Simple vB Login – This gives us our login form on the WordPress side.
If you want to access the vBulletin user, you need to put “global $vbulletin;” in the login_inc.php and possibly the header.php of your theme.
Hidepost (custom) – The normal Hidepost plugin allows you to hide content from various user groups. I changed hidepost to look at $vbulletin user instead of wordpress user (although you may not always have to do that).
Not sure how long the link will stay live but you can see it at the 5:30 mark over at Hulu:
I signed up for the beta of Blippy.com which he was making fun of. It is a site that allows you to share your credit card purchases.
You can view my boring purchases here.
More truthfully, this is “How to Take Maximum advantage of the rules in Mafia Wars”.
If you play correctly, you can get to a point where you will never run out of energy. You can just level up over and over and over.
Today I played for just a little while and completed over 4,800 jobs:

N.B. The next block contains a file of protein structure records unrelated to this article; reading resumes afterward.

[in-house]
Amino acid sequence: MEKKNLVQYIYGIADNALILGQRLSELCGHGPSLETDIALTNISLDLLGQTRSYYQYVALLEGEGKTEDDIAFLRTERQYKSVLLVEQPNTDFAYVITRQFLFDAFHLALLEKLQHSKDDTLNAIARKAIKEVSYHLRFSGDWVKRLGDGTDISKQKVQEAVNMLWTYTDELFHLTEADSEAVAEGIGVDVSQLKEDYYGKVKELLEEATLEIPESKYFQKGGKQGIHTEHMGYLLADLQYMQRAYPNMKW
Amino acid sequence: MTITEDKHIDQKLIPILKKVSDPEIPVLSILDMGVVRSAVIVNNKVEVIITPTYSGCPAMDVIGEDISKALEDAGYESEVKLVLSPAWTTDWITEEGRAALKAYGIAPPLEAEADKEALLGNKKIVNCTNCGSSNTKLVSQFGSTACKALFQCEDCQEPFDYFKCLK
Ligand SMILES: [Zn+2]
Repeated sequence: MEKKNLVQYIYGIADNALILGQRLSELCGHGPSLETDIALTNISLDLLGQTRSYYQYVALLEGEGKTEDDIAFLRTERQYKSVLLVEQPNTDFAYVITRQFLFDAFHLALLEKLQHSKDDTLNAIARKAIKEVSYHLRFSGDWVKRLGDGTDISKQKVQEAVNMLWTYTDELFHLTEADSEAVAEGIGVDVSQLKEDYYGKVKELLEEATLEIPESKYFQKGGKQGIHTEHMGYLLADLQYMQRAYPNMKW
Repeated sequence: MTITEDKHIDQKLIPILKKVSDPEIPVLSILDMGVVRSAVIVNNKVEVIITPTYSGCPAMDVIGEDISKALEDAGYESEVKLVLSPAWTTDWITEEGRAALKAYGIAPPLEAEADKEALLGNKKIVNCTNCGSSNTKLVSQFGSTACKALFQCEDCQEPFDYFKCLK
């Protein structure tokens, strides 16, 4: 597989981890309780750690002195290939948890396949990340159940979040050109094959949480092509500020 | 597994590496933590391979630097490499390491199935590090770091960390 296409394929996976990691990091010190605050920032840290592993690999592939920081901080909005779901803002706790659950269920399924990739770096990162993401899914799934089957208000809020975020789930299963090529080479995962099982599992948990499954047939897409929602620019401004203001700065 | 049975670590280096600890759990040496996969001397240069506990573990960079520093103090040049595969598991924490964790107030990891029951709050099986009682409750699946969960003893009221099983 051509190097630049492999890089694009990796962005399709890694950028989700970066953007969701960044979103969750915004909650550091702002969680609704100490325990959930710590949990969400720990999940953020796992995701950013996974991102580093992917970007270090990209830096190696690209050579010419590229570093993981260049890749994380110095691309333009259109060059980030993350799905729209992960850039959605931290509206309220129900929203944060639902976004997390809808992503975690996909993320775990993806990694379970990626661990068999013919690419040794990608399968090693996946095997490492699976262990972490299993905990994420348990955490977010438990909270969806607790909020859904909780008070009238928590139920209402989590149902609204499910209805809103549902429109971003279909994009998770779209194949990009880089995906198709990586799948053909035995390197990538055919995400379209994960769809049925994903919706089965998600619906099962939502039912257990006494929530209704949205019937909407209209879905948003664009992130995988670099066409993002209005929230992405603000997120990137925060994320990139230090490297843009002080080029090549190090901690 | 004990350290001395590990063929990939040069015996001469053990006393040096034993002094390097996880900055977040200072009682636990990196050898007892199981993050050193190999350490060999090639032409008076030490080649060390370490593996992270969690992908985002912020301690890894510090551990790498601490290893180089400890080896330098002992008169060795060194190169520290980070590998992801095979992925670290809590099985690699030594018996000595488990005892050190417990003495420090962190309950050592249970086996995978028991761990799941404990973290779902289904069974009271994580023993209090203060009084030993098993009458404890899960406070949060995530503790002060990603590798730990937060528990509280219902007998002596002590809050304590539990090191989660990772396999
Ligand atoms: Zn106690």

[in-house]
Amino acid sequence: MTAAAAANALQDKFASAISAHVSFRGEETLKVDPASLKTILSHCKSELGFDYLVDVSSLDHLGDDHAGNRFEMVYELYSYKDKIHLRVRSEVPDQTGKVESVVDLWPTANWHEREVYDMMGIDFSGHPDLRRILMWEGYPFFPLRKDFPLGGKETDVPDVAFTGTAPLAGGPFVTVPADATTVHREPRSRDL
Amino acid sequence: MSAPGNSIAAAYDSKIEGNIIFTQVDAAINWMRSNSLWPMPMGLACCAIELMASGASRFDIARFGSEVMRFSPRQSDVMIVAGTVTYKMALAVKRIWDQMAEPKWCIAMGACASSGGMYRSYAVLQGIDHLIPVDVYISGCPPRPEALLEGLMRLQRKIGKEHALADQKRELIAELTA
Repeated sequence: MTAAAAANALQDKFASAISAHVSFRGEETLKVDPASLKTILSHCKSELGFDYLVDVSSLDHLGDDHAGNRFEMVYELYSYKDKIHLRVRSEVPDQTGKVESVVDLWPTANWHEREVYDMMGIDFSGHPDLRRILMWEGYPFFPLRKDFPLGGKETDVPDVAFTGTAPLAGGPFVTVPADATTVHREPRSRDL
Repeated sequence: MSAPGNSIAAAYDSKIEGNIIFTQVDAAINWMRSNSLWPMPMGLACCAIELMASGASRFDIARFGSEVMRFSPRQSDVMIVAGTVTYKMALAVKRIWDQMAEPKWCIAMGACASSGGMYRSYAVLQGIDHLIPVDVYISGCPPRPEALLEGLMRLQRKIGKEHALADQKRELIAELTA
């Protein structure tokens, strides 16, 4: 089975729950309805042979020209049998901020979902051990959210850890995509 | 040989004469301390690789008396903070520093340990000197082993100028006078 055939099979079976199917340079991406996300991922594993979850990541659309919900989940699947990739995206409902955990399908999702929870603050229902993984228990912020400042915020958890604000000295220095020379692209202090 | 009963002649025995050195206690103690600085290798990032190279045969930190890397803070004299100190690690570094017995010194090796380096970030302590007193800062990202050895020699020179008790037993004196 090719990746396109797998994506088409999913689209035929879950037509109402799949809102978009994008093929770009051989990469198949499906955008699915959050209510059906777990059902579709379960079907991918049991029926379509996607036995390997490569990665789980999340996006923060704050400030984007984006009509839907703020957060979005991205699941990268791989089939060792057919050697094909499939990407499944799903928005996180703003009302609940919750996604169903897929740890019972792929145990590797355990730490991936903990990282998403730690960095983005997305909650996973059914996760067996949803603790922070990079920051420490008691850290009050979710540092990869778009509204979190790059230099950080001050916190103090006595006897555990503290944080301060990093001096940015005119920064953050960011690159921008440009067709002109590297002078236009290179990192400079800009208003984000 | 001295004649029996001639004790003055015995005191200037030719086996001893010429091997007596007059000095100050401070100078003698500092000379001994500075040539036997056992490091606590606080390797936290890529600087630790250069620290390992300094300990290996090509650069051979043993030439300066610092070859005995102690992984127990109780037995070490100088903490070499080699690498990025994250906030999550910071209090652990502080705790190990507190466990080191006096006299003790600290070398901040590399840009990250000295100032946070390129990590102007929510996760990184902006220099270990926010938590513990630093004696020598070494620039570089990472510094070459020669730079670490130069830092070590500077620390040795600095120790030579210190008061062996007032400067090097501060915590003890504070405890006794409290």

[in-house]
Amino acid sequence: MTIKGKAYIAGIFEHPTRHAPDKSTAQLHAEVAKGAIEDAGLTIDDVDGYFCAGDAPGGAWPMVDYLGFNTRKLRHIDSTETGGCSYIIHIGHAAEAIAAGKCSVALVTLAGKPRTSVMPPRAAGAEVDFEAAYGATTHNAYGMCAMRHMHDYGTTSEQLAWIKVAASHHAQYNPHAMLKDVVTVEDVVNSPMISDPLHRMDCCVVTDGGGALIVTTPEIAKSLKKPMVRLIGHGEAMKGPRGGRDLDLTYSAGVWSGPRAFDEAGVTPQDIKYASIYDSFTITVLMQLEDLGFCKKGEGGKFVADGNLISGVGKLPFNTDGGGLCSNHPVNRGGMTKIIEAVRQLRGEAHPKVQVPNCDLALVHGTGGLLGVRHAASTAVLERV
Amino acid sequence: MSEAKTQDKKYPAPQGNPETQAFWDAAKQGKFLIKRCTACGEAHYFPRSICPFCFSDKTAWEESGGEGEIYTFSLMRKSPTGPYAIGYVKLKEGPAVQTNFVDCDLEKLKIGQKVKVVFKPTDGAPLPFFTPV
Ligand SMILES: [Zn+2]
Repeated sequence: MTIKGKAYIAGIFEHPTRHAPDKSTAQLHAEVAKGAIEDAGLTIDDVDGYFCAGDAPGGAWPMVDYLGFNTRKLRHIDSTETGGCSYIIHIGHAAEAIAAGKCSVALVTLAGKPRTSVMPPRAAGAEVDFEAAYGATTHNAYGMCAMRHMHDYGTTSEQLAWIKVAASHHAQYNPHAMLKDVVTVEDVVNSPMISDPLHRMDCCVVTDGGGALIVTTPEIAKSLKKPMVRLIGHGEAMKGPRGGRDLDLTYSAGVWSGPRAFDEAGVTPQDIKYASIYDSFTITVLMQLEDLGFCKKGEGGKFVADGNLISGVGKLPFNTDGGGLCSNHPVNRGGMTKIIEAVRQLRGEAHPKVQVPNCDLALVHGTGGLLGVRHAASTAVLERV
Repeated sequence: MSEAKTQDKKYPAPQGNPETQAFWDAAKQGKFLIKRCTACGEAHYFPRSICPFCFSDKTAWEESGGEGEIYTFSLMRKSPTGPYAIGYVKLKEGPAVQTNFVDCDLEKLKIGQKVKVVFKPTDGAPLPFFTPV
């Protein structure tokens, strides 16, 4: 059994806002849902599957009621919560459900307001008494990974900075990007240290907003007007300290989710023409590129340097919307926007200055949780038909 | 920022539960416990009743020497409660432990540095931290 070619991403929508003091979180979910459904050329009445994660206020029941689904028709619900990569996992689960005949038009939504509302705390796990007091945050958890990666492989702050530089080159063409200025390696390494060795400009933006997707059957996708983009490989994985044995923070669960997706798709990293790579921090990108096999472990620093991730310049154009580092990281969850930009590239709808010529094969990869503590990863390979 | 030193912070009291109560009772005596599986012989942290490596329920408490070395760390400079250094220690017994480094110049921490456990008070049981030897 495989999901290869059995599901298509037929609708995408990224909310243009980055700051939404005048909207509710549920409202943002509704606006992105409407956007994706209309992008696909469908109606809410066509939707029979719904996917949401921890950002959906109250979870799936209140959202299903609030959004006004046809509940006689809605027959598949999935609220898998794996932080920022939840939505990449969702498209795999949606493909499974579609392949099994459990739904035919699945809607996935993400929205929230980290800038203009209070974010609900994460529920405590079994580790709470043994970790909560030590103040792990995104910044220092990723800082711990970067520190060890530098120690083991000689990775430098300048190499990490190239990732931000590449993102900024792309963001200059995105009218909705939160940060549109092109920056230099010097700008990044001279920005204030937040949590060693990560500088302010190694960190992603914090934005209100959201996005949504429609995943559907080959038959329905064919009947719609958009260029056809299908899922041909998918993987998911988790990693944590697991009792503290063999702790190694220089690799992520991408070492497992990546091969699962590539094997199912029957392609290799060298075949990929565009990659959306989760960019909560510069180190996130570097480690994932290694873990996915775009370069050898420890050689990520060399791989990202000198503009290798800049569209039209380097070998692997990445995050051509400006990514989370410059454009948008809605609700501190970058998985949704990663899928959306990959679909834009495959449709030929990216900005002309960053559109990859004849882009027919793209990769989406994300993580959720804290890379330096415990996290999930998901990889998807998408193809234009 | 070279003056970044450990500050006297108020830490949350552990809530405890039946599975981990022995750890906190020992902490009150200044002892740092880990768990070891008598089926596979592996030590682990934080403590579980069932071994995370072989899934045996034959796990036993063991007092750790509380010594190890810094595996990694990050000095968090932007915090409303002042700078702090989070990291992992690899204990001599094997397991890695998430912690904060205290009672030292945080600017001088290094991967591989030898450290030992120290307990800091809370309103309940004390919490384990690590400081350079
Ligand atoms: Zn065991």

This is what you need to do:
For your Mastermind, you are looking for someone that has completed a lot of jobs, and for your Wheelman you are looking for a high level Fearless mafia type.
My Mastermind has completed 27,500 jobs, and my Wheelman is Level 358. These are high numbers, but relatively easy to find.
It won’t happen right away, but eventually, you will have so many Energy points that you will never run out. I was able to complete all of Cuba in one sitting, along with most of the Boss level.
Once you have completed all jobs, there is no end (at least so far). You can complete the best paying job, “Settle a Beef…Permanently” forever. I levelled about 100 times today alone.
And just to show you how cool it is, I completed jobs for the same amount of time it took me to write all this up (about 10 minutes). This was where I started:
And after 10 minutes:
It would take a normal player well over a week to complete 30 levels!
Every “trick” has a down side, but in this case I don’t think it is a big deal. Because you are spending all your skill points in Energy, you will be very weak and get robbed and killed more often. But since there are no real penalties, this is a small price to pay.